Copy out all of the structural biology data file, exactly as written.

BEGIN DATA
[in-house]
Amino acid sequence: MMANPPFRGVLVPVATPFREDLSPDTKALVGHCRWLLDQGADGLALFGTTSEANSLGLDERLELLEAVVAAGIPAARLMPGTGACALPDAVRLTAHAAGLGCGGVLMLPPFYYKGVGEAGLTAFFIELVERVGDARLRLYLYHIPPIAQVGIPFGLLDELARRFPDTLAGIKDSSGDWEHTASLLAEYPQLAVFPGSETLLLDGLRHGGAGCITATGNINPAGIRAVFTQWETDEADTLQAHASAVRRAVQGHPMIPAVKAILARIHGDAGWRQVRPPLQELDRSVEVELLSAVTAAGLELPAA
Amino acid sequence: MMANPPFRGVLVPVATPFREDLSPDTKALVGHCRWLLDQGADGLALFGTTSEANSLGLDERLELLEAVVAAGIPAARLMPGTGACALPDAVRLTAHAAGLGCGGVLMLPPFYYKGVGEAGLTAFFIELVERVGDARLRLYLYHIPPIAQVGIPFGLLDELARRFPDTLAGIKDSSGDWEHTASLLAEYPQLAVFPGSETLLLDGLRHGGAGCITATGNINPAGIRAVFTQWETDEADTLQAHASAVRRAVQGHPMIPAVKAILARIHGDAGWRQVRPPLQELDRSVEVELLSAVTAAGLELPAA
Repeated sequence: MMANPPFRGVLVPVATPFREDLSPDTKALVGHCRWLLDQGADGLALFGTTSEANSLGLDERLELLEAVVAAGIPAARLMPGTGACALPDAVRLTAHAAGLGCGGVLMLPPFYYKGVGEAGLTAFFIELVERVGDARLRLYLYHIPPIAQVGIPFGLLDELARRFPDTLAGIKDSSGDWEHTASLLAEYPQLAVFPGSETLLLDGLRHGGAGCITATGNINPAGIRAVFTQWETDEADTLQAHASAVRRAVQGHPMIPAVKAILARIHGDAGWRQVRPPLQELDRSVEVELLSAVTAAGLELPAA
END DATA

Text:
[in-house]
Amino acid sequence: MMANPPFRGVLVPVATPFREDLSPDTKALVGHCRWLLDQGADGLALFGTTSEANSLGLDERLELLEAVVAAGIPAARLMPGTGACALPDAVRLTAHAAGLGCGGVLMLPPFYYKGVGEAGLTAFFIELVERVGDARLRLYLYHIPPIAQVGIPFGLLDELARRFPDTLAGIKDSSGDWEHTASLLAEYPQLAVFPGSETLLLDGLRHGGAGCITATGNINPAGIRAVFTQWETDEADTLQAHASAVRRAVQGHPMIPAVKAILARIHGDAGWRQVRPPLQELDRSVEVELLSAVTAAGLELPAA
Amino acid sequence: MMANPPFRGVLVPVATPFREDLSPDTKALVGHCRWLLDQGADGLALFGTTSEANSLGLDERLELLEAVVAAGIPAARLMPGTGACALPDAVRLTAHAAGLGCGGVLMLPPFYYKGVGEAGLTAFFIELVERVGDARLRLYLYHIPPIAQVGIPFGLLDELARRFPDTLAGIKDSSGDWEHTASLLAEYPQLAVFPGSETLLLDGLRHGGAGCITATGNINPAGIRAVFTQWETDEADTLQAHASAVRRAVQGHPMIPAVKAILARIHGDAGWRQVRPPLQELDRSVEVELLSAVTAAGLELPAA
Repeated sequence: MMANPPFRGVLVPVATPFREDLSPDTKALVGHCRWLLDQGADGLALFGTTSEANSLGLDERLELLEAVVAAGIPAARLMPGTGACALPDAVRLTAHAAGLGCGGVLMLPPFYYKGVGEAGLTAFFIELVERVGDARLRLYLYHIPPIAQVGIPFGLLDELARRFPDTLAGIKDSSGDWEHTASLLAEYPQLAVFPGSETLLLDGLRHGGAGCITATGNINPAGIRAVFTQWETDEADTLQAHASAVRRAVQGHPMIPAVKAILARIHGDAGWRQVRPPLQELDRSVEVELLSAVTAAGLELPAA